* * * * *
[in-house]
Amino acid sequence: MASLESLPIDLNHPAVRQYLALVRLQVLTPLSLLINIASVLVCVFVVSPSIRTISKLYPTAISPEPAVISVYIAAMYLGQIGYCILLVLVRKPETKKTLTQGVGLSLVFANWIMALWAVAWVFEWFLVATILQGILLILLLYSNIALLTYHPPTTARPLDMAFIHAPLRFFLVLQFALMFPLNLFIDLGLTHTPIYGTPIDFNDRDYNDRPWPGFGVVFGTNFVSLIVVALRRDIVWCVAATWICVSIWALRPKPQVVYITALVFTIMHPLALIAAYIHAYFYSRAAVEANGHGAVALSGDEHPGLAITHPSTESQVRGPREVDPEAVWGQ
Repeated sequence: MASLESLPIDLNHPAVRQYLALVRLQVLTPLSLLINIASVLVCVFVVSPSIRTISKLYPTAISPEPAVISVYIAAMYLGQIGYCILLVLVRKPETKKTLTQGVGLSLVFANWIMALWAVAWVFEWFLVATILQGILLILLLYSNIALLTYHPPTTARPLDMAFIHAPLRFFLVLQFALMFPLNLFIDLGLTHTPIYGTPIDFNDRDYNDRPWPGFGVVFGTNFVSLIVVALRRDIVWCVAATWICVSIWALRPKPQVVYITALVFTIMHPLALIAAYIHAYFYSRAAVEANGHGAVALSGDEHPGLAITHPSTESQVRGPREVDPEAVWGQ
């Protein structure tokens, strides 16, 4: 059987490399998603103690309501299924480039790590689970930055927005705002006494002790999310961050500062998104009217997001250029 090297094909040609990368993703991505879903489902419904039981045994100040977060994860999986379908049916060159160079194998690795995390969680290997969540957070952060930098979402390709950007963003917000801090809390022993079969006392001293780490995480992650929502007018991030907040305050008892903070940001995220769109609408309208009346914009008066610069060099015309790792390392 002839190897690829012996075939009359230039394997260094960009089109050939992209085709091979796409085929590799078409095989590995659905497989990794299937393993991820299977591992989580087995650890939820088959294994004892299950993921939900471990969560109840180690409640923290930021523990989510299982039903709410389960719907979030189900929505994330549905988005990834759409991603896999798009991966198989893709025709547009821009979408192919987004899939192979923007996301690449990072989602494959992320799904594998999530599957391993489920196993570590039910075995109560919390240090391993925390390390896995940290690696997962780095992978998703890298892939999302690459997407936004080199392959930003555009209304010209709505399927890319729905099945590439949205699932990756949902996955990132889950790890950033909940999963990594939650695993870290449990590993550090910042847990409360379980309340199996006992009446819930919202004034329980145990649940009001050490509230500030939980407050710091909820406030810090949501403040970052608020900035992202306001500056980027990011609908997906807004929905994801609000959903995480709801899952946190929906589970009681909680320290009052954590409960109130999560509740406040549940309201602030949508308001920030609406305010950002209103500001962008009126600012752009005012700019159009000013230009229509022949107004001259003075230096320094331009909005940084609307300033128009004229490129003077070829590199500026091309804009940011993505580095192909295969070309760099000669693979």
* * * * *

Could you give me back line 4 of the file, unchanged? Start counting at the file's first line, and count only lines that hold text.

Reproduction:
């Protein structure tokens, strides 16, 4: 059987490399998603103690309501299924480039790590689970930055927005705002006494002790999310961050500062998104009217997001250029 090297094909040609990368993703991505879903489902419904039981045994100040977060994860999986379908049916060159160079194998690795995390969680290997969540957070952060930098979402390709950007963003917000801090809390022993079969006392001293780490995480992650929502007018991030907040305050008892903070940001995220769109609408309208009346914009008066610069060099015309790792390392 002839190897690829012996075939009359230039394997260094960009089109050939992209085709091979796409085929590799078409095989590995659905497989990794299937393993991820299977591992989580087995650890939820088959294994004892299950993921939900471990969560109840180690409640923290930021523990989510299982039903709410389960719907979030189900929505994330549905988005990834759409991603896999798009991966198989893709025709547009821009979408192919987004899939192979923007996301690449990072989602494959992320799904594998999530599957391993489920196993570590039910075995109560919390240090391993925390390390896995940290690696997962780095992978998703890298892939999302690459997407936004080199392959930003555009209304010209709505399927890319729905099945590439949205699932990756949902996955990132889950790890950033909940999963990594939650695993870290449990590993550090910042847990409360379980309340199996006992009446819930919202004034329980145990649940009001050490509230500030939980407050710091909820406030810090949501403040970052608020900035992202306001500056980027990011609908997906807004929905994801609000959903995480709801899952946190929906589970009681909680320290009052954590409960109130999560509740406040549940309201602030949508308001920030609406305010950002209103500001962008009126600012752009005012700019159009000013230009229509022949107004001259003075230096320094331009909005940084609307300033128009004229490129003077070829590199500026091309804009940011993505580095192909295969070309760099000669693979």